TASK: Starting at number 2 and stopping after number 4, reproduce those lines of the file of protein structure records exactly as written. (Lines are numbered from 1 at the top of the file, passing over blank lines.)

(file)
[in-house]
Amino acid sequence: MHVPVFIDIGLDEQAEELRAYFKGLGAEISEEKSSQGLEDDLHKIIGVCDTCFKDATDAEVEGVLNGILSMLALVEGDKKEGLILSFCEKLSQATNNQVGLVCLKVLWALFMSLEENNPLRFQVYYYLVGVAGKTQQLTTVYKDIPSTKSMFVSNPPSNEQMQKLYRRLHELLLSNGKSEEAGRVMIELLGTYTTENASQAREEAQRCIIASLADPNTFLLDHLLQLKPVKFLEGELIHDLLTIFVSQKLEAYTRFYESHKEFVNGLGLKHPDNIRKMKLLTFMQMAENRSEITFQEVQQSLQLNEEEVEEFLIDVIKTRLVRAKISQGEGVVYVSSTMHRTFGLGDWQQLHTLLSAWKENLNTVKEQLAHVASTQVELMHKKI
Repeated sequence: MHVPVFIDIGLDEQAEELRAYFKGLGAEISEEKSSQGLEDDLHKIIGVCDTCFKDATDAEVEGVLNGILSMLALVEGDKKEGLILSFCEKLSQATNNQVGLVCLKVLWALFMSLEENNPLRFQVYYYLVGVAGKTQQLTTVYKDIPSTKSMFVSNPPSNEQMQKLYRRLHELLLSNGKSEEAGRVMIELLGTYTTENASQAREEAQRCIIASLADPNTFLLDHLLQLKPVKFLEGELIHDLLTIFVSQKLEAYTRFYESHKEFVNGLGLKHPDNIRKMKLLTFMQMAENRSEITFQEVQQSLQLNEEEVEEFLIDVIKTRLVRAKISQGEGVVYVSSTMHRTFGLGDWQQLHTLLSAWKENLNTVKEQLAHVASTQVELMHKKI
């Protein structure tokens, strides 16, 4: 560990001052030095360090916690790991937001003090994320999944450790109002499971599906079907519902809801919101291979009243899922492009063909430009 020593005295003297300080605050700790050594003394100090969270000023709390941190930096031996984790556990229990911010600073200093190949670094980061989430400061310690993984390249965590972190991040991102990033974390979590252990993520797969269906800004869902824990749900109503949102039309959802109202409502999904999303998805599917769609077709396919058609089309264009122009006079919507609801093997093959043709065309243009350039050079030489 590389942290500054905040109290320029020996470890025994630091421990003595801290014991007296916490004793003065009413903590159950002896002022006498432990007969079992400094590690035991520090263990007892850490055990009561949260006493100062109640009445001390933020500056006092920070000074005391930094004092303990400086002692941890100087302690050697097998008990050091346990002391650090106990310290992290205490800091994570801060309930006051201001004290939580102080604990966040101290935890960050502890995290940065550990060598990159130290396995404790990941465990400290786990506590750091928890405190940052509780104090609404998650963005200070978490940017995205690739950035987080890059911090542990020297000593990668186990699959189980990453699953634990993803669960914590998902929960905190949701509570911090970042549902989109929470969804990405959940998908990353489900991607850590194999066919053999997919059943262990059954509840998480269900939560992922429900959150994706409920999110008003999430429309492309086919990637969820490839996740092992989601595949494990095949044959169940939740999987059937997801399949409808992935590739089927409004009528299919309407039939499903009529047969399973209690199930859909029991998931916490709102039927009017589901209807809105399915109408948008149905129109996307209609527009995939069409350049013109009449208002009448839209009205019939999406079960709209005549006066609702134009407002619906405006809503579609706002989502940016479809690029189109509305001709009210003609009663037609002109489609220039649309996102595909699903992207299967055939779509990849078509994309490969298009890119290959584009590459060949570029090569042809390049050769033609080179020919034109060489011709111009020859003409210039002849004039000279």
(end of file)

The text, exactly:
Amino acid sequence: MHVPVFIDIGLDEQAEELRAYFKGLGAEISEEKSSQGLEDDLHKIIGVCDTCFKDATDAEVEGVLNGILSMLALVEGDKKEGLILSFCEKLSQATNNQVGLVCLKVLWALFMSLEENNPLRFQVYYYLVGVAGKTQQLTTVYKDIPSTKSMFVSNPPSNEQMQKLYRRLHELLLSNGKSEEAGRVMIELLGTYTTENASQAREEAQRCIIASLADPNTFLLDHLLQLKPVKFLEGELIHDLLTIFVSQKLEAYTRFYESHKEFVNGLGLKHPDNIRKMKLLTFMQMAENRSEITFQEVQQSLQLNEEEVEEFLIDVIKTRLVRAKISQGEGVVYVSSTMHRTFGLGDWQQLHTLLSAWKENLNTVKEQLAHVASTQVELMHKKI
Repeated sequence: MHVPVFIDIGLDEQAEELRAYFKGLGAEISEEKSSQGLEDDLHKIIGVCDTCFKDATDAEVEGVLNGILSMLALVEGDKKEGLILSFCEKLSQATNNQVGLVCLKVLWALFMSLEENNPLRFQVYYYLVGVAGKTQQLTTVYKDIPSTKSMFVSNPPSNEQMQKLYRRLHELLLSNGKSEEAGRVMIELLGTYTTENASQAREEAQRCIIASLADPNTFLLDHLLQLKPVKFLEGELIHDLLTIFVSQKLEAYTRFYESHKEFVNGLGLKHPDNIRKMKLLTFMQMAENRSEITFQEVQQSLQLNEEEVEEFLIDVIKTRLVRAKISQGEGVVYVSSTMHRTFGLGDWQQLHTLLSAWKENLNTVKEQLAHVASTQVELMHKKI
């Protein structure tokens, strides 16, 4: 560990001052030095360090916690790991937001003090994320999944450790109002499971599906079907519902809801919101291979009243899922492009063909430009 020593005295003297300080605050700790050594003394100090969270000023709390941190930096031996984790556990229990911010600073200093190949670094980061989430400061310690993984390249965590972190991040991102990033974390979590252990993520797969269906800004869902824990749900109503949102039309959802109202409502999904999303998805599917769609077709396919058609089309264009122009006079919507609801093997093959043709065309243009350039050079030489 590389942290500054905040109290320029020996470890025994630091421990003595801290014991007296916490004793003065009413903590159950002896002022006498432990007969079992400094590690035991520090263990007892850490055990009561949260006493100062109640009445001390933020500056006092920070000074005391930094004092303990400086002692941890100087302690050697097998008990050091346990002391650090106990310290992290205490800091994570801060309930006051201001004290939580102080604990966040101290935890960050502890995290940065550990060598990159130290396995404790990941465990400290786990506590750091928890405190940052509780104090609404998650963005200070978490940017995205690739950035987080890059911090542990020297000593990668186990699959189980990453699953634990993803669960914590998902929960905190949701509570911090970042549902989109929470969804990405959940998908990353489900991607850590194999066919053999997919059943262990059954509840998480269900939560992922429900959150994706409920999110008003999430429309492309086919990637969820490839996740092992989601595949494990095949044959169940939740999987059937997801399949409808992935590739089927409004009528299919309407039939499903009529047969399973209690199930859909029991998931916490709102039927009017589901209807809105399915109408948008149905129109996307209609527009995939069409350049013109009449208002009448839209009205019939999406079960709209005549006066609702134009407002619906405006809503579609706002989502940016479809690029189109509305001709009210003609009663037609002109489609220039649309996102595909699903992207299967055939779509990849078509994309490969298009890119290959584009590459060949570029090569042809390049050769033609080179020919034109060489011709111009020859003409210039002849004039000279």